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HOME  > Past issues  > 2022 June 22 - 28  > Finance Ministry: \11.2 trillion arms spending may weaken Japanese economy
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2022 June 22 - 28 TOP3 [POLITICS]

Finance Ministry: \11.2 trillion arms spending may weaken Japanese economy

June 28, 2022

The Liberal Democratic Party, the Komei Party, the "Nippon Ishin no Kai" party, and the Democratic Party for the People in their campaign pledges for the House of Councilors election are calling for a major boost in the country's military spending. Meanwhile, the Ministry of Finance is concerned about the impact on the economy with a major arms buildup.

According to materials presented to a subcommittee of the Fiscal System Council on April 20, Japan's military spending in fiscal 2022 exceeds 5.4 trillion yen, up 515.7 billion yen from 4.9 trillion yen in fiscal 2014.

The ministry explained that it managed to secure additional financial resources "by cutting back on other expenses". The categories that faced cutbacks included subsidies for small- and medium-sized enterprises, energy measures, and related-expenditures for a stable supply of food.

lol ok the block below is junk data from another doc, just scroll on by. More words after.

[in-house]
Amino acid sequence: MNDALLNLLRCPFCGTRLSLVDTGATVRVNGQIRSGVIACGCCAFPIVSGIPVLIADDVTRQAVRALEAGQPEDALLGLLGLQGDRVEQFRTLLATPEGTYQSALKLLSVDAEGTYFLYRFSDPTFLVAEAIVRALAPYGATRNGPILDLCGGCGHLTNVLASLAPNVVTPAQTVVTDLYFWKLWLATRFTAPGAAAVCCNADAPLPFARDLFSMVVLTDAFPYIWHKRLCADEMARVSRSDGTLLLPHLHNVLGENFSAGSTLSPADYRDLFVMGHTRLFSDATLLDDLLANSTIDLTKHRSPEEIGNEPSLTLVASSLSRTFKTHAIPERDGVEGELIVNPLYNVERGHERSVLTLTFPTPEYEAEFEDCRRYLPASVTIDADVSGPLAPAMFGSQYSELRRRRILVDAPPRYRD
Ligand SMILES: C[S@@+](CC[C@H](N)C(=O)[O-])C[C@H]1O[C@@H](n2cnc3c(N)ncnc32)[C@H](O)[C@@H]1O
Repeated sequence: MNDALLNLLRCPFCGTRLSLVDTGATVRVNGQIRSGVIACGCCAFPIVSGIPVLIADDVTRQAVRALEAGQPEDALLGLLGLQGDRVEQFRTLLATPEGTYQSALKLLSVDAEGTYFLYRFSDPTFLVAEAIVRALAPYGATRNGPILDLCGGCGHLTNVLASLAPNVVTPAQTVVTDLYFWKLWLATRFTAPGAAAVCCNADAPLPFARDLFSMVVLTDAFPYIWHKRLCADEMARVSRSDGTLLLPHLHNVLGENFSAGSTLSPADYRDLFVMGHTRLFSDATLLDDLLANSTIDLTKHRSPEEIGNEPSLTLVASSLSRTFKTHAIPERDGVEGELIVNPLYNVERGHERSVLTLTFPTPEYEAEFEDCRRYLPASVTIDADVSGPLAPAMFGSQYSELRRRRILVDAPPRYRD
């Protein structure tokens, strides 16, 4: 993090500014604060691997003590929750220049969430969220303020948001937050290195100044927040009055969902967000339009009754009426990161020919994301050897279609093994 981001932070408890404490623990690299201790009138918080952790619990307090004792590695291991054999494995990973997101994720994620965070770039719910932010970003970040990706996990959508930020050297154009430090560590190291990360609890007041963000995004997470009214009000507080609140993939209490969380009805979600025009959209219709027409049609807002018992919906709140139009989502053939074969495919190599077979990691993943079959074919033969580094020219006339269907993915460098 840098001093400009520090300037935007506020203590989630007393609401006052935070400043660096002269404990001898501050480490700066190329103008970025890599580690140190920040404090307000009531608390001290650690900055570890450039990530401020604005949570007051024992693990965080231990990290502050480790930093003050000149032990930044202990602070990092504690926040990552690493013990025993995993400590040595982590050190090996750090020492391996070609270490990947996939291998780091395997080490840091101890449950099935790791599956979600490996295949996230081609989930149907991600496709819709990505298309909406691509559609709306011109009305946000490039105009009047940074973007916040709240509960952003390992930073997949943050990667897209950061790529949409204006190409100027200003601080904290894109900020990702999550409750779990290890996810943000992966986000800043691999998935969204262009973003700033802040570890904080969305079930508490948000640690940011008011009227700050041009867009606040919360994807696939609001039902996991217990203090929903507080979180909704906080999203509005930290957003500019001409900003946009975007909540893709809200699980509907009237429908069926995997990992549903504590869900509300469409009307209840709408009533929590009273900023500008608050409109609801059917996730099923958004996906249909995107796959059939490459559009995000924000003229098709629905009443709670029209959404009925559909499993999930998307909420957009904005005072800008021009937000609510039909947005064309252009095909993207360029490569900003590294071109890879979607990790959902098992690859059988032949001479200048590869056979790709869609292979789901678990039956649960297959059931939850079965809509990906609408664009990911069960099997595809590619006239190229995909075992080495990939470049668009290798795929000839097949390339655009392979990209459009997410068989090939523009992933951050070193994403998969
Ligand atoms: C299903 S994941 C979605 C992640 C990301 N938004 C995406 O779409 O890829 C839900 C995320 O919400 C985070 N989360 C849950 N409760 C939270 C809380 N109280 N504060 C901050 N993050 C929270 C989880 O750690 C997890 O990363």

Japan's military budget is already large, compared to other countries. Based on a NATO definition, the ministry calculated Japan's total military expenditures, including payments on the military-service pension and the budget for the Japan Coast Guard. The results revealed that Japan uses 61.4 billion dollars (6.9 trillion yen or 1.24% of GDP), compared to 57.1 billion dollars in France and 32.7 billion dollars in Italy. Among G7 countries, Japan ranks as fourth largest military spender.

The LDP states it will increase the country's arms spending to more than 2% of GDP within five years. The Finance Ministry's data show that 11.2 trillion yen will be necessary to have Japan's military spending expand to 2% of GDP.

Regarding how to raise the financial resources needed for what the LDP calls for, Prime Minister Kishida Fumio has kept avoiding giving any explanations. However, former PM Abe Shinzo and the "Ishin" party are proposing that Japan issue government bonds which are in reality pubic debts.

The ministry expressed concern over the issuance of national bonds to cover the increase in military spending. According to the ministry's data, Japan was in debt for 149.8 billion yen in military spending during WWII (1937-1945), which brought about hyperinflation after the war.

The ministry warns that a boost in military spending without adequate financial prospects "may make Japan vulnerable as a result".

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